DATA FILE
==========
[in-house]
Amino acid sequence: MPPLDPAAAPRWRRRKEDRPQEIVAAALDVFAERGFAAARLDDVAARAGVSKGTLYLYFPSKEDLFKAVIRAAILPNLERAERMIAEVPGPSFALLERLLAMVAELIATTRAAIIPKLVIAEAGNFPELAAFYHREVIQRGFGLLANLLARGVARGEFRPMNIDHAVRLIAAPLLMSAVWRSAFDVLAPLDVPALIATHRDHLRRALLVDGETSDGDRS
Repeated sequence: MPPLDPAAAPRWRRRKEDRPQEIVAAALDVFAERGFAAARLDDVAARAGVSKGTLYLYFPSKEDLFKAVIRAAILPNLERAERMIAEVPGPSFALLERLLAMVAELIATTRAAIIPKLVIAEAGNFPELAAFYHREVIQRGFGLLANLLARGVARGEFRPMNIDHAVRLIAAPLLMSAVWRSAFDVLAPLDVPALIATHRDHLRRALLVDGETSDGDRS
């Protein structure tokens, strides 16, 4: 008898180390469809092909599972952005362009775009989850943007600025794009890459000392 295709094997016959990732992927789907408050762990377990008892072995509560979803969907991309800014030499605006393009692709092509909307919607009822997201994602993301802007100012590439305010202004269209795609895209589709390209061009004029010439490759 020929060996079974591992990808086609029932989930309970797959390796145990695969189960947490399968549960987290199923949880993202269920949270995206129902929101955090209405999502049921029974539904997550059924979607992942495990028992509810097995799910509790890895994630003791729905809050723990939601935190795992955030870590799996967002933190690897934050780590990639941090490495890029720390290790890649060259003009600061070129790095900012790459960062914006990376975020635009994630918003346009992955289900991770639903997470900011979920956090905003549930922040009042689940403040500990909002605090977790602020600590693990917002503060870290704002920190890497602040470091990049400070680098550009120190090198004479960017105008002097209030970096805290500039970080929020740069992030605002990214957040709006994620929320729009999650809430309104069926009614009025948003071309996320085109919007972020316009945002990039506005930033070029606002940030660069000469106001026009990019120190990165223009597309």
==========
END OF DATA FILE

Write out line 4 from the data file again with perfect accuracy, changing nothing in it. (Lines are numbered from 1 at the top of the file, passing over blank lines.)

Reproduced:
């Protein structure tokens, strides 16, 4: 008898180390469809092909599972952005362009775009989850943007600025794009890459000392 295709094997016959990732992927789907408050762990377990008892072995509560979803969907991309800014030499605006393009692709092509909307919607009822997201994602993301802007100012590439305010202004269209795609895209589709390209061009004029010439490759 020929060996079974591992990808086609029932989930309970797959390796145990695969189960947490399968549960987290199923949880993202269920949270995206129902929101955090209405999502049921029974539904997550059924979607992942495990028992509810097995799910509790890895994630003791729905809050723990939601935190795992955030870590799996967002933190690897934050780590990639941090490495890029720390290790890649060259003009600061070129790095900012790459960062914006990376975020635009994630918003346009992955289900991770639903997470900011979920956090905003549930922040009042689940403040500990909002605090977790602020600590693990917002503060870290704002920190890497602040470091990049400070680098550009120190090198004479960017105008002097209030970096805290500039970080929020740069992030605002990214957040709006994620929320729009999650809430309104069926009614009025948003071309996320085109919007972020316009945002990039506005930033070029606002940030660069000469106001026009990019120190990165223009597309």